from issue no.10 - 2004

Letters from the missions

Californian court condemns Romero’s assassin

In September, a Californian civil court found the former captain of the Salvadorian armed forces Alvaro Rafael Saravia, right hand man of Roberto D’Aubuisson, the defunct leader of the “death squads” sadly notorious at the time of the military dictatorship, guilty of the murder of Oscar Arnulfo Romero. The judge, who at the time defined the assassination of Archbishop Romero as a «crime against humanity», condemned Saravia to pay 10 million dollars altogether in damages. The legal proceedings were initiated by the Center for Justice and Accountability of San Francisco, an association for the protection of human rights, thanks to a United States 18th century ruling. Monsignor Romero was assassinated on 24 March 1980 while celebrating mass.

Tension in Kerala: Sisters of Mother Teresa beaten up

Saturday 25 September three missionary sisters of Charity of Mother Teresa and two brothers of the same congregation were attacked as they distributed food to the poor in an area of Calcutta, fortunately suffering only minor injuries. Following the attack, Monsignor Joseph Kalathiparambil, Bishop of Calcutta, stated: «At this moment there is no fear in the local Christian community, because an attack against Christians is a very rare thing in our area, where up until now the various religious communities have lived in harmony». In the same State of Kerala, in Chalakudy, on 28 August Father Job Chittilappilly was assassinated, shortly before celebrating mass, by a fanatic who confessed to having carried out a human sacrifice as an offering for the reopening of a Hindu temple closed for twenty years. After the assassination of the priest, the Secretary of the Indian Episcopal Conference, Monsignor Percival Joseph Fernandez, observed: «The Christians in Kerala have lived in peace and harmony for centuries, and the murder of Father Job is an attempt to create tension between the communities on the part of people in bad faith».

The bishops: omit “Christian nation” from the new Constitution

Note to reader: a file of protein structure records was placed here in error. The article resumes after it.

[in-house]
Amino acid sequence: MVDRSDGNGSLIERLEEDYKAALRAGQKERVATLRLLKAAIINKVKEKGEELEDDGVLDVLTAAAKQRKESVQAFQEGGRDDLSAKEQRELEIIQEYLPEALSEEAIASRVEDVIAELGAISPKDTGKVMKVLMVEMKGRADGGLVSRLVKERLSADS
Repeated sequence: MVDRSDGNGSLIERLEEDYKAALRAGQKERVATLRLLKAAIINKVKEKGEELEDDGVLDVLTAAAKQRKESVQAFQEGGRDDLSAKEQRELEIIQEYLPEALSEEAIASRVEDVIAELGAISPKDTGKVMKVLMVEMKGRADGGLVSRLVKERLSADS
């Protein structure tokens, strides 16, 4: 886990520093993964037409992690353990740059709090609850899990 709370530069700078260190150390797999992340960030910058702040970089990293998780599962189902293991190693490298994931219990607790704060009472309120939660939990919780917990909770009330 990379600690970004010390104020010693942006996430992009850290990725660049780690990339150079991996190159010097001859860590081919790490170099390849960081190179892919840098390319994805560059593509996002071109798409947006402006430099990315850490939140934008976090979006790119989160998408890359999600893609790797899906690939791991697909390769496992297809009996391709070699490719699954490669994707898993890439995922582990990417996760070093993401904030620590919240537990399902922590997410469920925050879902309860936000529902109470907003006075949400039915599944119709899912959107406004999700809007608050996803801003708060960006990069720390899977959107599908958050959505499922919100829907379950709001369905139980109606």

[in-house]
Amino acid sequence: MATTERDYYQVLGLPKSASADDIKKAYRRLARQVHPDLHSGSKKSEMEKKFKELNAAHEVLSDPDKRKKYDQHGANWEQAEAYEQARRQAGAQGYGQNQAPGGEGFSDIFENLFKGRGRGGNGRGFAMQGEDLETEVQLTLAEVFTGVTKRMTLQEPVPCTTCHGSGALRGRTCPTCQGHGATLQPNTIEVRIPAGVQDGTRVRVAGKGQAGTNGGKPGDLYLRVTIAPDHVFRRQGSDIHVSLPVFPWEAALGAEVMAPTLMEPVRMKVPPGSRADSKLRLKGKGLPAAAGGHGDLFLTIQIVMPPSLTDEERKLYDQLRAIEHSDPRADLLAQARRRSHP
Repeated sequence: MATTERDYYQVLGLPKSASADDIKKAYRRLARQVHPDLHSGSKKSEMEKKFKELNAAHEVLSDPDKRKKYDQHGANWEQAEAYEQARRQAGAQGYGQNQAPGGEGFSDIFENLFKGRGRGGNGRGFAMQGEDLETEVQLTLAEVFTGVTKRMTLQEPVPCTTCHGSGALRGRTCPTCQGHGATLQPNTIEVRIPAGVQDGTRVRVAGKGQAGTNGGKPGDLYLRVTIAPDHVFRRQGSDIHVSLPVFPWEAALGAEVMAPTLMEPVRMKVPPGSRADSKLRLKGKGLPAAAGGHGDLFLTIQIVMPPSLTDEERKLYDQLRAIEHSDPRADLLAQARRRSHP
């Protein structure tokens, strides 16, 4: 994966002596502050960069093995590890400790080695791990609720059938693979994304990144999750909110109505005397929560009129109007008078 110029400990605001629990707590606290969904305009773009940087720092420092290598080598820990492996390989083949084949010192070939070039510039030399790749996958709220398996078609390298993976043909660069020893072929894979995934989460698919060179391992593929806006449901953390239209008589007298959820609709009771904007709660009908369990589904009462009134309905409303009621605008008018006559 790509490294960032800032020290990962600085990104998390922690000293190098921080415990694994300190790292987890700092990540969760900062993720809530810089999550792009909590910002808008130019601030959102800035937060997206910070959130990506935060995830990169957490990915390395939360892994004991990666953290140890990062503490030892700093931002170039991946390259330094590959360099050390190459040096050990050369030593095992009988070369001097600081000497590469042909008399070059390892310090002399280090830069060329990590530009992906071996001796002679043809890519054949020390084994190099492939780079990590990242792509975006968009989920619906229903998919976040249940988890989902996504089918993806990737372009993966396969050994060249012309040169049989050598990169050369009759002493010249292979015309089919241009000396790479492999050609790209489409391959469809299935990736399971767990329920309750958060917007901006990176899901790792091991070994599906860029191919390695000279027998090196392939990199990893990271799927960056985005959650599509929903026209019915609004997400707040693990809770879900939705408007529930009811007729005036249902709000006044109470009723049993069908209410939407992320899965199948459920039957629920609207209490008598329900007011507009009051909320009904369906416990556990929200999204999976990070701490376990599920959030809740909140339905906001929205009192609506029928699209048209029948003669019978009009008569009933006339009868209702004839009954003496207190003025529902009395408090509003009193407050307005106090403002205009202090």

On 14 October the bishops of Zambia sent an appeal to the 41 members of the Commission for the Revision of the Constitution (CRC), asking that the definition of the Country as a “Christian nation” not be included in the future constitutional Charter. The document was signed by the president of the Episcopal Conference, Archbishop of Lusaka Telesphore Mpundu, and by another eleven bishops. Specifically, the bishops noted that, if Christian roots were mentioned in the new Constitution, non-Christian citizens would be in danger of becoming «second-class citizens» and, conversely, it would risk creating tensions in the country, with the danger of stirring fundamentalism.

Darfur: Africa wants to resolve the conflict

Half way through October a summit on the humanitarian crisis gripping Darfur, a region of western Sudan tormented by the clashes between the rebel forces of the SLA (Sudan Liberation Army) and the JEM (Justice and Equality Movement) and the pro-government Janjaweed militias, was held in Libya. At the summit, along with the spokesmen of the host government, representatives of the governments of Nigeria (the state currently president of the African Union), Egypt, Chad, and Sudan were present. The deployment of 3,500 soldiers from various states of the African Union (AU) was decided, but it was not clarified whether these troops will have solely the role of observers or whether they can carry out peacekeeping functions. At the end of the summit the Sudanese Foreign Minister, Mustafà Osman Ismail, stated: «Africa wants to assume all responsibilities and reject foreign interventions». On 22 October, in Abuja (Nigeria), under the aegis of the AU, talks between representatives of the government and the rebels began, with the purpose of setting up a protocol between the parties to guarantee humanitarian assistance to the exhausted local population. According to the UN the crisis has caused between 30,000 and 50,000 dead (15% of which are due to the conflicts), while the evacuated and the refugees are now more than a million.

Episcopal Vicar killed on 18 September

On 18 September Father Gerard Nzeyimana, Episcopal Vicar of the diocese of Bururi was killed in Nyanza Lac (south of Burundi). The attack took place while the priest was traveling in the company of three sisters and a girl: his car was blocked by armed men who robbed him and his companions and then assassinated him. Monsignor Herménégilde Ndoricimpa, Vicar General of the diocese of Bururi, commented: «We can’t understand why he was killed: he gave everything that the assailants asked him for, and yet they killed him. He was always committed to the cause of peace, and nobody can explain why he was killed like that, without an apparent motive». According to Monsignor Joachim Ntahondereye, Bishop of Muyinga, it was a «targeted killing». The crime occurred in a country in which, despite the fact that a peace process has begun, the return to tranquility is still a long way off. Since 1993 the fighting between the opposing factions has caused more than 300,000 victims.

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